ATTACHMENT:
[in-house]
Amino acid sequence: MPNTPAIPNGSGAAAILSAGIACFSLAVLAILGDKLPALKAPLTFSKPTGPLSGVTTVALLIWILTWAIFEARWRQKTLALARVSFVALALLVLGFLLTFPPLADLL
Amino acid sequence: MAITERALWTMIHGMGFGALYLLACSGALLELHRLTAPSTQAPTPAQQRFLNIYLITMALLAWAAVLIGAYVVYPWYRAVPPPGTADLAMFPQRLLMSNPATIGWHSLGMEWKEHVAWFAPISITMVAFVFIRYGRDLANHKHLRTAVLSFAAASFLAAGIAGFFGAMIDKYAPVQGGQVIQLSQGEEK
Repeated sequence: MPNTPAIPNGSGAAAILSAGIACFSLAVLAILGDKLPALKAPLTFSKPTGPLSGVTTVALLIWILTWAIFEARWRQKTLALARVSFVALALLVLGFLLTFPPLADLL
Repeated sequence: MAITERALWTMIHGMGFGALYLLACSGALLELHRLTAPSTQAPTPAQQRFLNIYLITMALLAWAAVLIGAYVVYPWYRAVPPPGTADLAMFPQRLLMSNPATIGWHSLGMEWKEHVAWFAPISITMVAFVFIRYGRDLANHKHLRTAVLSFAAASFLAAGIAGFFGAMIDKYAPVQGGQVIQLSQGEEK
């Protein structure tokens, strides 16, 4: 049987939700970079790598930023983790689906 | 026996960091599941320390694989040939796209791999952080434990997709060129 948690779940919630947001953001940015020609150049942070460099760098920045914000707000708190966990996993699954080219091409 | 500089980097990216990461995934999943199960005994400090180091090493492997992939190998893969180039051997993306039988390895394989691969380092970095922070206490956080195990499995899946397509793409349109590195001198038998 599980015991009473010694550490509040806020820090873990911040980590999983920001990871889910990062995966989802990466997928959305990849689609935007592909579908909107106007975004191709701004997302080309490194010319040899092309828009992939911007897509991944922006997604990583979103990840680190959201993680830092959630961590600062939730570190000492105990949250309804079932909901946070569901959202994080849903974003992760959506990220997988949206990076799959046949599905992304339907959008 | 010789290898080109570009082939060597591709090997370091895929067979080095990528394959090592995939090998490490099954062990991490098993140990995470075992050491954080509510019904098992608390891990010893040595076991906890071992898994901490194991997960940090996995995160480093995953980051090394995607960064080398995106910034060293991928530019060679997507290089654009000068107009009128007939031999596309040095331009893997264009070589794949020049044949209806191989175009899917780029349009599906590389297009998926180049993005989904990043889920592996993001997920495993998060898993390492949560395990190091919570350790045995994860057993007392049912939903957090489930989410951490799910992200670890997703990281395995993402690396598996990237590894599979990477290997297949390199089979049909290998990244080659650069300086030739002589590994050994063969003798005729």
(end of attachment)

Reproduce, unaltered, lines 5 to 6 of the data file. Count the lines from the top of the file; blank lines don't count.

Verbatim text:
Repeated sequence: MAITERALWTMIHGMGFGALYLLACSGALLELHRLTAPSTQAPTPAQQRFLNIYLITMALLAWAAVLIGAYVVYPWYRAVPPPGTADLAMFPQRLLMSNPATIGWHSLGMEWKEHVAWFAPISITMVAFVFIRYGRDLANHKHLRTAVLSFAAASFLAAGIAGFFGAMIDKYAPVQGGQVIQLSQGEEK
């Protein structure tokens, strides 16, 4: 049987939700970079790598930023983790689906 | 026996960091599941320390694989040939796209791999952080434990997709060129 948690779940919630947001953001940015020609150049942070460099760098920045914000707000708190966990996993699954080219091409 | 500089980097990216990461995934999943199960005994400090180091090493492997992939190998893969180039051997993306039988390895394989691969380092970095922070206490956080195990499995899946397509793409349109590195001198038998 599980015991009473010694550490509040806020820090873990911040980590999983920001990871889910990062995966989802990466997928959305990849689609935007592909579908909107106007975004191709701004997302080309490194010319040899092309828009992939911007897509991944922006997604990583979103990840680190959201993680830092959630961590600062939730570190000492105990949250309804079932909901946070569901959202994080849903974003992760959506990220997988949206990076799959046949599905992304339907959008 | 010789290898080109570009082939060597591709090997370091895929067979080095990528394959090592995939090998490490099954062990991490098993140990995470075992050491954080509510019904098992608390891990010893040595076991906890071992898994901490194991997960940090996995995160480093995953980051090394995607960064080398995106910034060293991928530019060679997507290089654009000068107009009128007939031999596309040095331009893997264009070589794949020049044949209806191989175009899917780029349009599906590389297009998926180049993005989904990043889920592996993001997920495993998060898993390492949560395990190091919570350790045995994860057993007392049912939903957090489930989410951490799910992200670890997703990281395995993402690396598996990237590894599979990477290997297949390199089979049909290998990244080659650069300086030739002589590994050994063969003798005729």